September 8, 2019 | By Tony Wong Palms
Works by Kenny Jensen and Gabriel Ramos
Gallery 221 at HCC Dale Mabry
On Display through Sept 19
Find out more here
A gentleman in his 70s enrolled in same painting class as me at Miami-Dade Community College many years ago. He told us that he was legally blind, and that he wanted to paint his memories. It was fascinating watching him work, his face two, three inches from the canvas.
This memory floated in my head while listening to an artist talk moderated by Emiliano Settecasi of Gallery 221 on HCC’s Dale Mabry Campus, where Gabriel Ramos and Kenny Jensen are currently exhibiting.
The exhibition is a double one-person show organized by the gallery director, Amanda Jeanelle Poss. Ramos’ exhibition is titled Una Pausa en un Apuro. Jensen’s is titled Although I am not you, I am not other than you either.
Both spoke about how memories of their growing up inspired the works in the show, Ramos in Puerto Rico and Jensen on his family farm in northern Florida.
Whereas my 70-ish classmate’s paintings consisted of semi-recognizable shapes with fuzzy edges and muted tones, both Ramos and Jensen’s have well defined lines and outlines and shapes. But does that present a clearer picture? Painting memories is quite different than making art inspired by memories. But memories behave like all memories.
For this exhibition, Ramos, working with galvanized steel wire, ink on paper, and fabric, created a multitude of overlapping lines and shapes.
The wires are drawings in three dimensions, bent in situ, creating a merriment of dimensions intermingling with the shadows. Like kids looking at clouds identifying shapes, the wire/line moves the eyes along seemingly unending paths. One is amazed at the journey, sometimes simple, sometimes through several altered states. What looks like a certain object from one perspective becomes something else, or nothing at all, from another.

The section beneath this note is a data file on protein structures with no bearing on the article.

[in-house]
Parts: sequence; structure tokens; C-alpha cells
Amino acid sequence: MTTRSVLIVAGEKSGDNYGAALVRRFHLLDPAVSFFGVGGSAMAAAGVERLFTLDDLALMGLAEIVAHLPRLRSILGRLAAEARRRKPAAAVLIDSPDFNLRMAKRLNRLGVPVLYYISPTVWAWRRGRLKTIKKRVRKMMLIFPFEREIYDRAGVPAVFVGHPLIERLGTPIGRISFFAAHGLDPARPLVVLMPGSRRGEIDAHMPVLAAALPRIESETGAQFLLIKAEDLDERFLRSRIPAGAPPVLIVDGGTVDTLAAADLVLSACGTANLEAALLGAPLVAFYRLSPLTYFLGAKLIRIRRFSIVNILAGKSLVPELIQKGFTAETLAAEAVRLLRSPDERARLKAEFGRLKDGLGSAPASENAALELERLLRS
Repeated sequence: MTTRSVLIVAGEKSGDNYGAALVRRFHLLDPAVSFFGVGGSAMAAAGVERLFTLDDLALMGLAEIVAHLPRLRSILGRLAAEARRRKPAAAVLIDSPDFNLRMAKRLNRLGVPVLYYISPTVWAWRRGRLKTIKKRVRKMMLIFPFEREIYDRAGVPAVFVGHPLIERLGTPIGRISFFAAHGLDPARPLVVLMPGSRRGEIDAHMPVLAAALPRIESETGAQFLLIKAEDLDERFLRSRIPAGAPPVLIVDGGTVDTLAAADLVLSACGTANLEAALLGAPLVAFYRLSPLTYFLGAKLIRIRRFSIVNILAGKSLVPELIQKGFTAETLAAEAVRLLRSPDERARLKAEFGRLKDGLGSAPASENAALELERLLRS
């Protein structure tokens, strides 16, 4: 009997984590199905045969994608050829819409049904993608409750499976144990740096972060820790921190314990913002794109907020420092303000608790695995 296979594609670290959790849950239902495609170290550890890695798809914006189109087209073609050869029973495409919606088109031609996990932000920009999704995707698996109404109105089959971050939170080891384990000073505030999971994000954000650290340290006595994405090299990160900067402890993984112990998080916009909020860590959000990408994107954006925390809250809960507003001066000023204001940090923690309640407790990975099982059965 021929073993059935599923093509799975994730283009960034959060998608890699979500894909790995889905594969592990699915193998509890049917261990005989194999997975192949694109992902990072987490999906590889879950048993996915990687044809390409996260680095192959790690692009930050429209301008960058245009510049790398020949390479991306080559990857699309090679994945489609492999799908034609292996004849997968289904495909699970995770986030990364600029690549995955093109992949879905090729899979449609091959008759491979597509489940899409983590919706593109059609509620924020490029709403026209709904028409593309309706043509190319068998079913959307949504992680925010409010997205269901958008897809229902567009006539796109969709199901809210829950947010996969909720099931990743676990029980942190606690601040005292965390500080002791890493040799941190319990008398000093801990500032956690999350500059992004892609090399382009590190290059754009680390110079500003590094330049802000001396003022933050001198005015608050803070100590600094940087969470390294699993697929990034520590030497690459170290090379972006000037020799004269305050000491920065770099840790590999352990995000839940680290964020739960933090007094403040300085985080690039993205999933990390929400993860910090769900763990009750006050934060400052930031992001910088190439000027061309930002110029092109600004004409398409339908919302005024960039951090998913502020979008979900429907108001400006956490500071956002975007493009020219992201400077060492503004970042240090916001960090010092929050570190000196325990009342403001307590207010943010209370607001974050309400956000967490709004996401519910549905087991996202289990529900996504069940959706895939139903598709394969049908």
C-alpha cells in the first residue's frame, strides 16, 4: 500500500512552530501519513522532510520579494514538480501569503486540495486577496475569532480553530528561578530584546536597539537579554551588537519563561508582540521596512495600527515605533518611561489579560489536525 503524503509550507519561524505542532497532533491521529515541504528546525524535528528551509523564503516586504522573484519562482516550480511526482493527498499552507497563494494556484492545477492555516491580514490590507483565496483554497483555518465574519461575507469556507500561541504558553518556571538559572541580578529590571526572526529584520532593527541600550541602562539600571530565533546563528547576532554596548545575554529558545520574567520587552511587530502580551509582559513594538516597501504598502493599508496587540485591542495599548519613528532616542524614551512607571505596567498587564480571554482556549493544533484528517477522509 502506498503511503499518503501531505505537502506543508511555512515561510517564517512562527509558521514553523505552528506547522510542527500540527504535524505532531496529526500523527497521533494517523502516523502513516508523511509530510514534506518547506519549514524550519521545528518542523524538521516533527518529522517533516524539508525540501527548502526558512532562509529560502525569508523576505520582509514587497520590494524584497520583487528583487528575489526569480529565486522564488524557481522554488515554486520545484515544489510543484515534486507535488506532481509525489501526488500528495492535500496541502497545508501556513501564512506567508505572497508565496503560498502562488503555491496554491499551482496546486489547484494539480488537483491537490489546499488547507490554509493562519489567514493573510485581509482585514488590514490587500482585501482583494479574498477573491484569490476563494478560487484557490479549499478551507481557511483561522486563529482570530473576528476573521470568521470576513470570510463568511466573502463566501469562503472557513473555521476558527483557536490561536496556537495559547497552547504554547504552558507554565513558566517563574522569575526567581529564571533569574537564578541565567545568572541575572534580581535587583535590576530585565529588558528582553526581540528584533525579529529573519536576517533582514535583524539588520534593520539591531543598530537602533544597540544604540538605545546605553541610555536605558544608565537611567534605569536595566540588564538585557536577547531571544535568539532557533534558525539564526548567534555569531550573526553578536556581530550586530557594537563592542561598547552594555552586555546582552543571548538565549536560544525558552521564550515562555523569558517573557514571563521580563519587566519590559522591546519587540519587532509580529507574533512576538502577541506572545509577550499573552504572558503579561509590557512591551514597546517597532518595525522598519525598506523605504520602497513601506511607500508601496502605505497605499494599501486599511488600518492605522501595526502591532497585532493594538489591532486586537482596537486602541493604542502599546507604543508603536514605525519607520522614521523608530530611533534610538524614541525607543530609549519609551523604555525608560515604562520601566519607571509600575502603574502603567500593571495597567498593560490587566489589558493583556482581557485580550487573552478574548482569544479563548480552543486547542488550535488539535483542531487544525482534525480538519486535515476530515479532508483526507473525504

The fabric piece, Tendederos, is almost ephemeral. The loose-weave white material, laser cut into flat shapes leaving fine burnt lines along the edge, hangs in layers with parts drooping, casting shadows over each other and against the wall.
A sublime wall scape. It requires looking. It is pleasing seeing it, tilting the head this way and that.
What is Ramos tapping into? The transformation of his Puerto Rican childhood memories is deeper than sentimental lapses into a life that is marching towards an unknown future.
Jensen has evolved his youth exploring trees and grass into an ethos that sees the universe in a grain of sand.
He uses a wide range of materials, paints, plywood, old maps, printed text, aluplast and the very stuff of nature itself. The original specimens that nature makes, Jensen finds and puts in the gallery. He highlights the patterns, the shapes, the colors, then renders them in different scales and hues.
One natural phenomenon Jensen explores are the paths that insect larvae make as they chew through wood in the process of becoming whatever bug they will eventually morph into.
The paths they leave behind are remarkably consistent. Some paths look like many-legged alien spiders, particularly the scale that Jensen has reproduced using plywood and garish colors.
They can also read as maps, a fact that Jensen expanded on with a group of leaf miner larvae paths overlaid onto maps of the Smokey Mountain region.
Likewise, lichen growth find their way into a Jensen train of thought and emerge as different worlds, as one might see in a Petri dish or an aerial view of geologic features, all the while exposing some mystery about ourselves and our doings.
Even though it’s two separate shows and two very different artists, they sit well together. Like a moment in time when two strangers meet, two threads come together, a conversation happens, something is exchanged and intermingled, a pattern is created in a part of the human fabric. And then everything moves on.